The greatest foe of poverty
Religion & Liberty Online

The greatest foe of poverty

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Winston Churchill once said, “Some see private enterprise as a predatory target to be shot, others as a cow to be milked, but few are those who see it as a sturdy horse pulling the wagon.” Do young Americans, asks Chris Horst, believe entrepreneurship is a target, cow, or horse?

My experience tells me we’re more apt to label entrepreneurship a cow or target. Indifference is common, as if commerce exists almost as a nonfactor for the poor. Scorn is the most-vocal response to free markets. We conjure distasteful images when considering concepts like multinational corporations, factories and globalization. Among the images I summon are sweatshops, the 1%, boycotts, Big Business, child labor and executive caricatures like Mr. Burns.

It’s true: Free markets are not perfect. And we don’t have to look far to know economic prosperity alone does not prosper. Notorious B.I.G., summarized what we all know to be true: “Mo’ money, mo’ problems.”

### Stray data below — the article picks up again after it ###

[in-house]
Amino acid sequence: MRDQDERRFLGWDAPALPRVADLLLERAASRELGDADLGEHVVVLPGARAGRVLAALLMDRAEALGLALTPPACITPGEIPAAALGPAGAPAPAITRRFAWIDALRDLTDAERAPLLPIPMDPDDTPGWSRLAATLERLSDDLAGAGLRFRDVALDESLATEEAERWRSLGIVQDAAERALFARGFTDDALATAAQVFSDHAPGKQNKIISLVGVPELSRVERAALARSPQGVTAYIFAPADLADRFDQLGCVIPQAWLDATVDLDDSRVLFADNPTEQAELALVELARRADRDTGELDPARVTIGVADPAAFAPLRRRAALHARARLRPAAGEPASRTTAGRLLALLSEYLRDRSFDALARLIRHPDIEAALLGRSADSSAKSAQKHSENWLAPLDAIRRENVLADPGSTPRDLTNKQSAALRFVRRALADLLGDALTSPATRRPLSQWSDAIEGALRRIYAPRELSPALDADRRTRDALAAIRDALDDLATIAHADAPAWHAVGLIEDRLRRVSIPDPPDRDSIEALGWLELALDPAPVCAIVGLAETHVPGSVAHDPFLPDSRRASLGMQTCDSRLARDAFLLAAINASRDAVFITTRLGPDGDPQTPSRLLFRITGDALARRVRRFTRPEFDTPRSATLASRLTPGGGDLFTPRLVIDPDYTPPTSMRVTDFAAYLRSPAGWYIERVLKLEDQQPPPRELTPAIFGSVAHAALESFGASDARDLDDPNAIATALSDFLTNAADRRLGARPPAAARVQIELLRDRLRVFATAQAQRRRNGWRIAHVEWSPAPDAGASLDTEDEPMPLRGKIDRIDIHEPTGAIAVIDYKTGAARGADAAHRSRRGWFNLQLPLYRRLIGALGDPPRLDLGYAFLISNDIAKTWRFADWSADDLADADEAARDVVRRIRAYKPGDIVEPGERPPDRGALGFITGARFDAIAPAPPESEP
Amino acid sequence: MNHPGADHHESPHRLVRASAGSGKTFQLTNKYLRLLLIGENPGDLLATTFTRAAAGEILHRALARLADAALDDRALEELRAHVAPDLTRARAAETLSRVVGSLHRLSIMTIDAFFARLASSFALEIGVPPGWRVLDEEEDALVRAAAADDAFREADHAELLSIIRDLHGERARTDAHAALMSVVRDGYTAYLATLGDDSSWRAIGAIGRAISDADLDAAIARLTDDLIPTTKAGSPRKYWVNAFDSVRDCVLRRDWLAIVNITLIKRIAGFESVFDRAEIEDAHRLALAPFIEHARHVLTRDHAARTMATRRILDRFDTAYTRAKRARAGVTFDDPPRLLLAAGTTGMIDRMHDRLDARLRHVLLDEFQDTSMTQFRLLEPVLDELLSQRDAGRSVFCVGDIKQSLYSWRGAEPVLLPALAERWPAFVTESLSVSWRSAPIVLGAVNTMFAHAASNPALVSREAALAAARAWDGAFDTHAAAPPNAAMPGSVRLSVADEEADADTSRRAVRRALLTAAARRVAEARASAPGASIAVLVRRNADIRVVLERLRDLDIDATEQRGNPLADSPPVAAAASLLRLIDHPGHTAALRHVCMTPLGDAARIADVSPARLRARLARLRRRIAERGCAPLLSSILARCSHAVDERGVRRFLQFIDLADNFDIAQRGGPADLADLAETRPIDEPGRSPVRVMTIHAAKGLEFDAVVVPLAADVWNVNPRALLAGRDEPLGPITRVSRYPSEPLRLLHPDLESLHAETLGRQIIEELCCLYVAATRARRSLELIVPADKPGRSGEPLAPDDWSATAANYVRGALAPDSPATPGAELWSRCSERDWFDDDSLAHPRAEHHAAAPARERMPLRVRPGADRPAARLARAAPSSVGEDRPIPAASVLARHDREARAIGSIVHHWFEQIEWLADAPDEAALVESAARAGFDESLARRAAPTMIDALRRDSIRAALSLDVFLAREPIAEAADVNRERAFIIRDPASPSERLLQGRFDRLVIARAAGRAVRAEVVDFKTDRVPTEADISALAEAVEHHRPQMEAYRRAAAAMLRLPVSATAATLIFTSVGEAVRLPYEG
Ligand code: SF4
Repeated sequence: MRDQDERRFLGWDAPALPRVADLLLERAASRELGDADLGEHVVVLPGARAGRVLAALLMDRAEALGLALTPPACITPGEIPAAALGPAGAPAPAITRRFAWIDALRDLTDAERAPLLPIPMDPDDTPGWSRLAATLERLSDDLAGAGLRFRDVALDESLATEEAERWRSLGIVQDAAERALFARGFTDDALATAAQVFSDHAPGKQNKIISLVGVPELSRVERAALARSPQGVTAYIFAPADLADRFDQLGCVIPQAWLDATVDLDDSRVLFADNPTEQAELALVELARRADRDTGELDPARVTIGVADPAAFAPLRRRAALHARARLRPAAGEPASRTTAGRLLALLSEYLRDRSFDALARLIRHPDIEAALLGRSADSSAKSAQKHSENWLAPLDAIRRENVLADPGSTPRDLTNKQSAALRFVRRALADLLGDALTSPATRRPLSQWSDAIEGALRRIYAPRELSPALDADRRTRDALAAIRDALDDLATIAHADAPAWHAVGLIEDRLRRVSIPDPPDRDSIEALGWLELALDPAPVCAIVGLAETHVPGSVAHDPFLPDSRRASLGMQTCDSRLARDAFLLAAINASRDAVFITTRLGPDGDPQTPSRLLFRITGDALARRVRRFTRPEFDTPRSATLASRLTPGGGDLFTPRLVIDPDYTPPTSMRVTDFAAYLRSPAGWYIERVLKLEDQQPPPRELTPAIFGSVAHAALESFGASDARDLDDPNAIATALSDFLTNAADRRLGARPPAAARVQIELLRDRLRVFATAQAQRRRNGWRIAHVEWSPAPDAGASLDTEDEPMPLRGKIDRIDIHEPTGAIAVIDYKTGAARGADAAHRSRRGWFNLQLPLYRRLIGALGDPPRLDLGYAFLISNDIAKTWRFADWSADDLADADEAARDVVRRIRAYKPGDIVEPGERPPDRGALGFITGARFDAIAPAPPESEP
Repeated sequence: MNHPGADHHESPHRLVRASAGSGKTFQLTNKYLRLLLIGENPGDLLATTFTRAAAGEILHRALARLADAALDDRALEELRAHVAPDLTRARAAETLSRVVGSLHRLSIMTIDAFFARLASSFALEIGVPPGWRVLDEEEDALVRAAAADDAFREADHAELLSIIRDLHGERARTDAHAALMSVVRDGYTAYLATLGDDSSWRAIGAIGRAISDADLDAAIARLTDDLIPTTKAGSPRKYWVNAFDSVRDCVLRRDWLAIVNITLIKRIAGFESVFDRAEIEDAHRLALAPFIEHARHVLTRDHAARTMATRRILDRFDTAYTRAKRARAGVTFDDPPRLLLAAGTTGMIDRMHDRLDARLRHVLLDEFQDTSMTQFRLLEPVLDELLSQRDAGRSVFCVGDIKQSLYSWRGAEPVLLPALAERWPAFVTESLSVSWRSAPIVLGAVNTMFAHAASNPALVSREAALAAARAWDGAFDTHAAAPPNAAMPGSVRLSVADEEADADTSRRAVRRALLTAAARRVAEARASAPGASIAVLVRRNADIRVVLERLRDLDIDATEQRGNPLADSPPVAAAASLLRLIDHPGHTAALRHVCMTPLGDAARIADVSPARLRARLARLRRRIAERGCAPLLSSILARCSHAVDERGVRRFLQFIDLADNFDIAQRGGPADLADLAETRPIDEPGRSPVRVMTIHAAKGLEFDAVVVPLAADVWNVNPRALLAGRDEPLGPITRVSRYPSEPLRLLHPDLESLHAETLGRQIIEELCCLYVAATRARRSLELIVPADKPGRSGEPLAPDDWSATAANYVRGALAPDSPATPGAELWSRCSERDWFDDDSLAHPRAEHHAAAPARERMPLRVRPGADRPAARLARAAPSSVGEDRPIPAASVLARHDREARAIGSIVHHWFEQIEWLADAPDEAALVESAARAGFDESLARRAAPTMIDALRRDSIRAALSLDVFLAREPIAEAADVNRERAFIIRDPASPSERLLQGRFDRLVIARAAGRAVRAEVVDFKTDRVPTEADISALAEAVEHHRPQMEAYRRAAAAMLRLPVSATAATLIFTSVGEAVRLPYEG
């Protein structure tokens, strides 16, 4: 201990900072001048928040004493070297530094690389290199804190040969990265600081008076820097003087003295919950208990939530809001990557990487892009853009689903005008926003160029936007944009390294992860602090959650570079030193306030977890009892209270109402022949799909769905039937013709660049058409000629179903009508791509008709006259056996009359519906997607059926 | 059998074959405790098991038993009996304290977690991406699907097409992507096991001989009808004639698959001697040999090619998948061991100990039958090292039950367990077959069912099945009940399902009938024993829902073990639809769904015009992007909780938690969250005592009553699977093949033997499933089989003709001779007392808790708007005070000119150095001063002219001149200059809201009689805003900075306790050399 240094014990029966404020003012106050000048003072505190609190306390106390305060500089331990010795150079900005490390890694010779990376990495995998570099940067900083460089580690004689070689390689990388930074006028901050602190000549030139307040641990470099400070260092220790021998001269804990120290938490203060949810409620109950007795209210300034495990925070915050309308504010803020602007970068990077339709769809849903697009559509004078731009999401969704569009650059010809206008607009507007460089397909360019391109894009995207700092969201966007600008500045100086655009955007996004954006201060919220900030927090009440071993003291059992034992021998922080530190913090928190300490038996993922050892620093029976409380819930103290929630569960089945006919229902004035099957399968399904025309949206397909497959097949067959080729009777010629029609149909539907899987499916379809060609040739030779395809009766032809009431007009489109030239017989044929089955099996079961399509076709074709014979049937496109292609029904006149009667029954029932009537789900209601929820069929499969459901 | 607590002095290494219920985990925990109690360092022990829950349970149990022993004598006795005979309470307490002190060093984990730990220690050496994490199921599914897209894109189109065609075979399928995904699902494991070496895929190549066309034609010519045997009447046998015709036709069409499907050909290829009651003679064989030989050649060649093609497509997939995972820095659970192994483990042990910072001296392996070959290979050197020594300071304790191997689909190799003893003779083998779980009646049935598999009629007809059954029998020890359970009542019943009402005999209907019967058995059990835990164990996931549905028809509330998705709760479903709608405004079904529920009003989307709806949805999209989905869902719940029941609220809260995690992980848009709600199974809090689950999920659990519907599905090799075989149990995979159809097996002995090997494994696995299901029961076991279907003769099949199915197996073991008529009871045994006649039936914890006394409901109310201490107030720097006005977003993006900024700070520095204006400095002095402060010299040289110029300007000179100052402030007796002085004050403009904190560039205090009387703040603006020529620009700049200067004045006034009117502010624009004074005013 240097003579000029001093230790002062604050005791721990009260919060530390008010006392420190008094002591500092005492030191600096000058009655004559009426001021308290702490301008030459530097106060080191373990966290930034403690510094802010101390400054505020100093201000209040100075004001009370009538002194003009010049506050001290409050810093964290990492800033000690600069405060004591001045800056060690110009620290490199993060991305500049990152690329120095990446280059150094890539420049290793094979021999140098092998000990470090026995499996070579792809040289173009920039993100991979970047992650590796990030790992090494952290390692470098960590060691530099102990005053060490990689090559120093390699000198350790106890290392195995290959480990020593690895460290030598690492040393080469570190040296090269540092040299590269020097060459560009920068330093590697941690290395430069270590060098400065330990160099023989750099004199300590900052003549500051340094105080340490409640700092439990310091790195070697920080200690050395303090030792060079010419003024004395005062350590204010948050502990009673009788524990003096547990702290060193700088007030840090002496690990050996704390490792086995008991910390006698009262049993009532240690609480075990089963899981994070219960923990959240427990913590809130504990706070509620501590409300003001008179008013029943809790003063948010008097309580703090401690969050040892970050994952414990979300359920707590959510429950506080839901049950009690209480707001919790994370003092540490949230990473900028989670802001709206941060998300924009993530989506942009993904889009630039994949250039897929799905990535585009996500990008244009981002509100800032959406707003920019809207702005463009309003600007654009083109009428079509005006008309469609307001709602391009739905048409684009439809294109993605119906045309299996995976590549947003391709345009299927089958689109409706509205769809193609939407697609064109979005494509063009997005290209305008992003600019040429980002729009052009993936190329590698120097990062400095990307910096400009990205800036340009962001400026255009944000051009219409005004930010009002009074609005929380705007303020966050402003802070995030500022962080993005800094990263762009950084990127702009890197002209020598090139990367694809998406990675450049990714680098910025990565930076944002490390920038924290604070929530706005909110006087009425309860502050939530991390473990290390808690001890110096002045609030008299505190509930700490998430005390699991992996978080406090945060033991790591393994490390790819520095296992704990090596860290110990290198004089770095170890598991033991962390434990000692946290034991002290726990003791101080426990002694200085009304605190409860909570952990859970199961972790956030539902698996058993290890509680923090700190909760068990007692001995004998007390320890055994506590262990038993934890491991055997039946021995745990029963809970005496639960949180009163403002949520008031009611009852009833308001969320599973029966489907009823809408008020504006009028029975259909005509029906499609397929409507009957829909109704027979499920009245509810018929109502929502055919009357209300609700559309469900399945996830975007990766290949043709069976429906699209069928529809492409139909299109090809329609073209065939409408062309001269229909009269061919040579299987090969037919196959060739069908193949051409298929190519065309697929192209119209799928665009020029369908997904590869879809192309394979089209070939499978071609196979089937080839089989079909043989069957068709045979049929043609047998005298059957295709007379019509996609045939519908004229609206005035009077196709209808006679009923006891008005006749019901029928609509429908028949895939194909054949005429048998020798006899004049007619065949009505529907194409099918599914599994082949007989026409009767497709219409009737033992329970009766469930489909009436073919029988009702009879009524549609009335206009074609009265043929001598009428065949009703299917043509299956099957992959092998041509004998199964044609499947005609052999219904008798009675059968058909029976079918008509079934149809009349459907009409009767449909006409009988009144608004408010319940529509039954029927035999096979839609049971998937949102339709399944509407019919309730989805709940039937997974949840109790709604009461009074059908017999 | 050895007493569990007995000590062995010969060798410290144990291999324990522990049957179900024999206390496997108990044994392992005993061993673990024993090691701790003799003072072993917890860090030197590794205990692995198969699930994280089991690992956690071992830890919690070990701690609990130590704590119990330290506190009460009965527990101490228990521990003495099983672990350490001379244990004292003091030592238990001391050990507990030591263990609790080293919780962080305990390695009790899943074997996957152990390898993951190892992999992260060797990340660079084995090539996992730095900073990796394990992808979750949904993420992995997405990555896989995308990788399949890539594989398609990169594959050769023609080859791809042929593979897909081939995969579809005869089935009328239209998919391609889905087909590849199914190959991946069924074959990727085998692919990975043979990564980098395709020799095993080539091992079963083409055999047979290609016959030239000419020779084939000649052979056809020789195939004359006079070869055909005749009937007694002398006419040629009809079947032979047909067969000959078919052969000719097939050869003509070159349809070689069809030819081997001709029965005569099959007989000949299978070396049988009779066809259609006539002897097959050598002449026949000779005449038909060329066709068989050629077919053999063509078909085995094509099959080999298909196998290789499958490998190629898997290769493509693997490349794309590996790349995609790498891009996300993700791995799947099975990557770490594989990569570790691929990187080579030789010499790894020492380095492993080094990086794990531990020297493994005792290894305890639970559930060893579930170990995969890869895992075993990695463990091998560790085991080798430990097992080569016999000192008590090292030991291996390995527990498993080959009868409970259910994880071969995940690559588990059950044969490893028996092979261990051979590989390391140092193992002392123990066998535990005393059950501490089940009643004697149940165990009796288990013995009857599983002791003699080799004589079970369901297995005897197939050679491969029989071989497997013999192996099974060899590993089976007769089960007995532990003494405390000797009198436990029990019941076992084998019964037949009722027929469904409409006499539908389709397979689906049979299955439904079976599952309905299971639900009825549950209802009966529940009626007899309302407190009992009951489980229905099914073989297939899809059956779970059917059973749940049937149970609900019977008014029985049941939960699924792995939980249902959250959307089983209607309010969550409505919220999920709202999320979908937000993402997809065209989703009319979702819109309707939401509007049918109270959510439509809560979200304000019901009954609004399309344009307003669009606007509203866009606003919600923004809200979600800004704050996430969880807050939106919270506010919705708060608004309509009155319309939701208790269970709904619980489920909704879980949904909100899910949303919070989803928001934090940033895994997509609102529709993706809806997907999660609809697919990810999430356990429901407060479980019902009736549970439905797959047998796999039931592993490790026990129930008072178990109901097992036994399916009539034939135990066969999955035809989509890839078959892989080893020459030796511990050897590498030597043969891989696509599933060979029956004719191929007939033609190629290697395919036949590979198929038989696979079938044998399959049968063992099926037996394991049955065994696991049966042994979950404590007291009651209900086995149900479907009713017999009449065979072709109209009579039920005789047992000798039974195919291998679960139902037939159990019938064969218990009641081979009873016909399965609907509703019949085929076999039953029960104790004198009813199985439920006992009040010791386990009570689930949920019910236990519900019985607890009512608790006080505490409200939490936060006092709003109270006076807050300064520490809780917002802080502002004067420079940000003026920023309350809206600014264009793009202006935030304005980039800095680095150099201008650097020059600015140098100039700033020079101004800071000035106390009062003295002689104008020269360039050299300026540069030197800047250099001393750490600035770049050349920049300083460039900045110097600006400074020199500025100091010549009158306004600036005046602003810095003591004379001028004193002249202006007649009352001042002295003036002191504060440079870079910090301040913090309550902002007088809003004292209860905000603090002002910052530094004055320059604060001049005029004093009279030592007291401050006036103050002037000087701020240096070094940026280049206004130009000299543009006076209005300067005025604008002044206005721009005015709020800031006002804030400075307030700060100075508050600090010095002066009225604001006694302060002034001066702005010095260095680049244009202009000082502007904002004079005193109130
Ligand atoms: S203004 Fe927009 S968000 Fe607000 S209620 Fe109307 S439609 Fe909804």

But the verdict is in. Churchill was right: Private enterprise is our sturdy horse, and nobody knows this better than the poor. By overwhelming margins, free markets and private enterprise have enabled more people to escape poverty than any system in the history of the world.

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Joe Carter

Joe Carter is a Senior Editor at the Acton Institute. Joe also serves as an editor at the The Gospel Coalition, a communications specialist for the Ethics and Religious Liberty Commission of the Southern Baptist Convention, and as an adjunct professor of journalism at Patrick Henry College. He is the editor of the NIV Lifehacks Bible and co-author of How to Argue like Jesus: Learning Persuasion from History's Greatest Communicator (Crossway).